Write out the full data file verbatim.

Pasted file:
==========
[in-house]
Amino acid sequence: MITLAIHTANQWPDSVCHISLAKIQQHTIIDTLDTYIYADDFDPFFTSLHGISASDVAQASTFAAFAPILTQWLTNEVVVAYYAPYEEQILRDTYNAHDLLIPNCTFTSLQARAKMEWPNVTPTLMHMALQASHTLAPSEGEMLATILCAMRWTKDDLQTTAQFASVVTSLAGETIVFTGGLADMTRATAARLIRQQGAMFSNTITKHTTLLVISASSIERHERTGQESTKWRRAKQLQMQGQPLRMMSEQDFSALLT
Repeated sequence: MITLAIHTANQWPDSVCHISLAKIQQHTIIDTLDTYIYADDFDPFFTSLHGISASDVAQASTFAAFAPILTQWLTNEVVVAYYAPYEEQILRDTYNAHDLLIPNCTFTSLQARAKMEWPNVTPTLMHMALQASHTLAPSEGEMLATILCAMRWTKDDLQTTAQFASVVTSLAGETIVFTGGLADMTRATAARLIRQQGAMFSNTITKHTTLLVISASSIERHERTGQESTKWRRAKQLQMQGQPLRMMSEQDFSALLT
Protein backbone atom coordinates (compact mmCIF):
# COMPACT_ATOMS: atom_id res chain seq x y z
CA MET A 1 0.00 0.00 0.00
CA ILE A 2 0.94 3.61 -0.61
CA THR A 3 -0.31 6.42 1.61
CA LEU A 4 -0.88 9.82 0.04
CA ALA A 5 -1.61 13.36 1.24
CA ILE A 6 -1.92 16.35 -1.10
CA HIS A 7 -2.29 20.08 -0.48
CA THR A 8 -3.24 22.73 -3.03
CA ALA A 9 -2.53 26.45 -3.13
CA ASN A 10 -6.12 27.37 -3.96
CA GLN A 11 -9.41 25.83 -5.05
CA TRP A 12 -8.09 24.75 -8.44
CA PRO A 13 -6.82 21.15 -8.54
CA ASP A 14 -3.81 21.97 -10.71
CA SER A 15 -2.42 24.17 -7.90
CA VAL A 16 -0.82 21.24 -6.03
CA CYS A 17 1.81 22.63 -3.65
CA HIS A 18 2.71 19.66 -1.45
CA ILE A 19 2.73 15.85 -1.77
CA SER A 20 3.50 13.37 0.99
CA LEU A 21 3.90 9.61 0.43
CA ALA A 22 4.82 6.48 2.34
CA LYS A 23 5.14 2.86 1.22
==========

[in-house]
Amino acid sequence: MITLAIHTANQWPDSVCHISLAKIQQHTIIDTLDTYIYADDFDPFFTSLHGISASDVAQASTFAAFAPILTQWLTNEVVVAYYAPYEEQILRDTYNAHDLLIPNCTFTSLQARAKMEWPNVTPTLMHMALQASHTLAPSEGEMLATILCAMRWTKDDLQTTAQFASVVTSLAGETIVFTGGLADMTRATAARLIRQQGAMFSNTITKHTTLLVISASSIERHERTGQESTKWRRAKQLQMQGQPLRMMSEQDFSALLT
Repeated sequence: MITLAIHTANQWPDSVCHISLAKIQQHTIIDTLDTYIYADDFDPFFTSLHGISASDVAQASTFAAFAPILTQWLTNEVVVAYYAPYEEQILRDTYNAHDLLIPNCTFTSLQARAKMEWPNVTPTLMHMALQASHTLAPSEGEMLATILCAMRWTKDDLQTTAQFASVVTSLAGETIVFTGGLADMTRATAARLIRQQGAMFSNTITKHTTLLVISASSIERHERTGQESTKWRRAKQLQMQGQPLRMMSEQDFSALLT
Protein backbone atom coordinates (compact mmCIF):
# COMPACT_ATOMS: atom_id res chain seq x y z
CA MET A 1 0.00 0.00 0.00
CA ILE A 2 0.94 3.61 -0.61
CA THR A 3 -0.31 6.42 1.61
CA LEU A 4 -0.88 9.82 0.04
CA ALA A 5 -1.61 13.36 1.24
CA ILE A 6 -1.92 16.35 -1.10
CA HIS A 7 -2.29 20.08 -0.48
CA THR A 8 -3.24 22.73 -3.03
CA ALA A 9 -2.53 26.45 -3.13
CA ASN A 10 -6.12 27.37 -3.96
CA GLN A 11 -9.41 25.83 -5.05
CA TRP A 12 -8.09 24.75 -8.44
CA PRO A 13 -6.82 21.15 -8.54
CA ASP A 14 -3.81 21.97 -10.71
CA SER A 15 -2.42 24.17 -7.90
CA VAL A 16 -0.82 21.24 -6.03
CA CYS A 17 1.81 22.63 -3.65
CA HIS A 18 2.71 19.66 -1.45
CA ILE A 19 2.73 15.85 -1.77
CA SER A 20 3.50 13.37 0.99
CA LEU A 21 3.90 9.61 0.43
CA ALA A 22 4.82 6.48 2.34
CA LYS A 23 5.14 2.86 1.22